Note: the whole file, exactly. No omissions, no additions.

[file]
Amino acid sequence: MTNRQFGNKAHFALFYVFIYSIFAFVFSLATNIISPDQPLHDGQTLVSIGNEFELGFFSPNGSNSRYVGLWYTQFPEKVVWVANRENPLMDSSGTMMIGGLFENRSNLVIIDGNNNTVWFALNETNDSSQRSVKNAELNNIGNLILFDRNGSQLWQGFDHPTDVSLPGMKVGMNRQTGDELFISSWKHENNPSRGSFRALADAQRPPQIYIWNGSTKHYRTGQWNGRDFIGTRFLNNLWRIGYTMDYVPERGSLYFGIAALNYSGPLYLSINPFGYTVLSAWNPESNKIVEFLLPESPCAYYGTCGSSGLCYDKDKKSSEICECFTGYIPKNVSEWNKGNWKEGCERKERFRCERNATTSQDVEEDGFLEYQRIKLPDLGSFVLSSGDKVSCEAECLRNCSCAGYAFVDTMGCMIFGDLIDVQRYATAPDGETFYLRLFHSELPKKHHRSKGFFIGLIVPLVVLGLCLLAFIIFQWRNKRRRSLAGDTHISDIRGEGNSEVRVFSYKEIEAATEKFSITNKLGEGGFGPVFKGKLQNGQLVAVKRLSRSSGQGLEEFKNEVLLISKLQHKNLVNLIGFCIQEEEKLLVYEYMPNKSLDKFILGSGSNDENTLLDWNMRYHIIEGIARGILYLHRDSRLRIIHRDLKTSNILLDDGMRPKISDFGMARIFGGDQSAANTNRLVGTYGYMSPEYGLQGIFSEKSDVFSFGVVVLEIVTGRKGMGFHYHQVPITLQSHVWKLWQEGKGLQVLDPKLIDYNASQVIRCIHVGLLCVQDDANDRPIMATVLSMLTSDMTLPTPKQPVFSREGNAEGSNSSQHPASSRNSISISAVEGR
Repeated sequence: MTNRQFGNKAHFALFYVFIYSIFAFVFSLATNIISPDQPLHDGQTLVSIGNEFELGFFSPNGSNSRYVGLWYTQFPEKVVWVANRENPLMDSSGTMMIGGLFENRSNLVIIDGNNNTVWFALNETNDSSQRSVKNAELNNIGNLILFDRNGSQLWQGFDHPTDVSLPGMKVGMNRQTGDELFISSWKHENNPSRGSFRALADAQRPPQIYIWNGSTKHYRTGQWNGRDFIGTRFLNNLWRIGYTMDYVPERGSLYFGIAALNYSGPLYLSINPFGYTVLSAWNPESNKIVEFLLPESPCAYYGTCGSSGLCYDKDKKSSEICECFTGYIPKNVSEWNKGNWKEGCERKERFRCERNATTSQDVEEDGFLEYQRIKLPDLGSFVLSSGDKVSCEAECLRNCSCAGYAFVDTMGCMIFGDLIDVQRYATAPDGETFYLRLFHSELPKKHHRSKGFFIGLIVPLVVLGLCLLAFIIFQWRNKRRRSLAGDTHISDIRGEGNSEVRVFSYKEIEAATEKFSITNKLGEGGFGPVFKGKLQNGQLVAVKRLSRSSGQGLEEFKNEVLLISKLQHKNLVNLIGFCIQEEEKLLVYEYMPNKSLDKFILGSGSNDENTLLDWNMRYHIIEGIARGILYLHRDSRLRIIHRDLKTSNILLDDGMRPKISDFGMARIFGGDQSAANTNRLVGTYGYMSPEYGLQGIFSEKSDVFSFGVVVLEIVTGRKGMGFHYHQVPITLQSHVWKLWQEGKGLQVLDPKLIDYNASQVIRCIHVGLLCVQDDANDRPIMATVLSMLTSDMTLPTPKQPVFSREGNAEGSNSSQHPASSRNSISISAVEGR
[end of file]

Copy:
Amino acid sequence: MTNRQFGNKAHFALFYVFIYSIFAFVFSLATNIISPDQPLHDGQTLVSIGNEFELGFFSPNGSNSRYVGLWYTQFPEKVVWVANRENPLMDSSGTMMIGGLFENRSNLVIIDGNNNTVWFALNETNDSSQRSVKNAELNNIGNLILFDRNGSQLWQGFDHPTDVSLPGMKVGMNRQTGDELFISSWKHENNPSRGSFRALADAQRPPQIYIWNGSTKHYRTGQWNGRDFIGTRFLNNLWRIGYTMDYVPERGSLYFGIAALNYSGPLYLSINPFGYTVLSAWNPESNKIVEFLLPESPCAYYGTCGSSGLCYDKDKKSSEICECFTGYIPKNVSEWNKGNWKEGCERKERFRCERNATTSQDVEEDGFLEYQRIKLPDLGSFVLSSGDKVSCEAECLRNCSCAGYAFVDTMGCMIFGDLIDVQRYATAPDGETFYLRLFHSELPKKHHRSKGFFIGLIVPLVVLGLCLLAFIIFQWRNKRRRSLAGDTHISDIRGEGNSEVRVFSYKEIEAATEKFSITNKLGEGGFGPVFKGKLQNGQLVAVKRLSRSSGQGLEEFKNEVLLISKLQHKNLVNLIGFCIQEEEKLLVYEYMPNKSLDKFILGSGSNDENTLLDWNMRYHIIEGIARGILYLHRDSRLRIIHRDLKTSNILLDDGMRPKISDFGMARIFGGDQSAANTNRLVGTYGYMSPEYGLQGIFSEKSDVFSFGVVVLEIVTGRKGMGFHYHQVPITLQSHVWKLWQEGKGLQVLDPKLIDYNASQVIRCIHVGLLCVQDDANDRPIMATVLSMLTSDMTLPTPKQPVFSREGNAEGSNSSQHPASSRNSISISAVEGR
Repeated sequence: MTNRQFGNKAHFALFYVFIYSIFAFVFSLATNIISPDQPLHDGQTLVSIGNEFELGFFSPNGSNSRYVGLWYTQFPEKVVWVANRENPLMDSSGTMMIGGLFENRSNLVIIDGNNNTVWFALNETNDSSQRSVKNAELNNIGNLILFDRNGSQLWQGFDHPTDVSLPGMKVGMNRQTGDELFISSWKHENNPSRGSFRALADAQRPPQIYIWNGSTKHYRTGQWNGRDFIGTRFLNNLWRIGYTMDYVPERGSLYFGIAALNYSGPLYLSINPFGYTVLSAWNPESNKIVEFLLPESPCAYYGTCGSSGLCYDKDKKSSEICECFTGYIPKNVSEWNKGNWKEGCERKERFRCERNATTSQDVEEDGFLEYQRIKLPDLGSFVLSSGDKVSCEAECLRNCSCAGYAFVDTMGCMIFGDLIDVQRYATAPDGETFYLRLFHSELPKKHHRSKGFFIGLIVPLVVLGLCLLAFIIFQWRNKRRRSLAGDTHISDIRGEGNSEVRVFSYKEIEAATEKFSITNKLGEGGFGPVFKGKLQNGQLVAVKRLSRSSGQGLEEFKNEVLLISKLQHKNLVNLIGFCIQEEEKLLVYEYMPNKSLDKFILGSGSNDENTLLDWNMRYHIIEGIARGILYLHRDSRLRIIHRDLKTSNILLDDGMRPKISDFGMARIFGGDQSAANTNRLVGTYGYMSPEYGLQGIFSEKSDVFSFGVVVLEIVTGRKGMGFHYHQVPITLQSHVWKLWQEGKGLQVLDPKLIDYNASQVIRCIHVGLLCVQDDANDRPIMATVLSMLTSDMTLPTPKQPVFSREGNAEGSNSSQHPASSRNSISISAVEGR